That aside, I recently met this little beauty who goes by the name of Ruby. Why Ruby and not Python or Node or some other scripting language. The main motivator was Rails. Rails is a web application framework that I've heard lots about and am keen to explore.

A lot of the PHP work I've done has been around building web applications and browser based consoles for managing environments and services within our environment. I never got really stuck into a framework for developing applications in PHP, I normally handcraft everything with a simple MVC structure, like the one below.

This practice got hammered home thanks to the cover-to-cover reading of "PHP for Absolute Beginners", which I'd highly recommend to anyone looking to get started with PHP or web application development in general.

Anyway, I digress, since Ruby and Rails "appear" to go hand-in-hand, I decided to start learning some Ruby.

I wanted to start, as I did with PHP, with something really simple. Since most of what I do these days resolves around AWS, pulling back a list of EC2 instances and dumping them to the console seemed like a perfect place to start.

In my first little script below, I've created an empty hash, built a function which uses the AWS SDK for ruby to return a list of instances and populate the hash with a subset of the information returned.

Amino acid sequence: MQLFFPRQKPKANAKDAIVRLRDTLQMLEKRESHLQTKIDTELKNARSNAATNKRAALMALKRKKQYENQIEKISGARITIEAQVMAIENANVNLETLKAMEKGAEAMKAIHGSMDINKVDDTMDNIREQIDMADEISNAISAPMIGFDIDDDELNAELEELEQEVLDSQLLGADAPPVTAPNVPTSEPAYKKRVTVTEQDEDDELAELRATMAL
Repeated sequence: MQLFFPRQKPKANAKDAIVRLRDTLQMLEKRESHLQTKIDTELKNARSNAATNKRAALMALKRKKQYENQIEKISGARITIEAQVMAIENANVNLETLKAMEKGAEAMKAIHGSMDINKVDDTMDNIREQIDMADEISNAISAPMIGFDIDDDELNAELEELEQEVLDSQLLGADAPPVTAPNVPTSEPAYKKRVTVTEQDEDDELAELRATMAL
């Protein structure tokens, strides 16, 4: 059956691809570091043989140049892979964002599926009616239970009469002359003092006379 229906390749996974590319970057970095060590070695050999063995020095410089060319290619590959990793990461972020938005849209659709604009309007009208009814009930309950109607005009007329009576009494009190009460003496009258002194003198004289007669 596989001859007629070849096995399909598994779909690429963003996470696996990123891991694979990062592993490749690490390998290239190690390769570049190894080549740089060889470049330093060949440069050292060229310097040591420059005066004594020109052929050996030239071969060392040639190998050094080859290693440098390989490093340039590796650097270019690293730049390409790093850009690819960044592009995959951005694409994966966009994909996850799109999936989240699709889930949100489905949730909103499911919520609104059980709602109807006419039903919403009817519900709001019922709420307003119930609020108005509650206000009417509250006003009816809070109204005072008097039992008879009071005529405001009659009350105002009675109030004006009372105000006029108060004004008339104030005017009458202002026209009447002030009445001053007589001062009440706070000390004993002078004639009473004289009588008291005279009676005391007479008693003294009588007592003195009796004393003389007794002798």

It then iterates through the hash, using the awesome .each method and spits out a "nicely" formatted report to the console.

Pretty basic, but it gave me the chance to get an grasp on some basic Ruby concepts like symbols and the awesome .each method.

These simple scripts inevitably form the building blocks for larger and more complex solutions, so sit tight and lets see where Ruby and I go from here.


require "aws-sdk"

$instance_hash ='Nothing New')

# => Function: get_ec2_instances
# => returns all running EC2 Instances for my account.

def get_ec2_instances
 ec2 = 'ap-southeast-2')

 resp = ec2.describe_instances()
 resp[:reservations].each do | reservations |
  reservations[:instances].each do | instances |
   $instance_hash[instances[:instance_id]] = 
    "accountId" => reservations[:owner_id],
    "state" => instances[:state][:name], 
    "privateIp" => instances[:private_ip_address]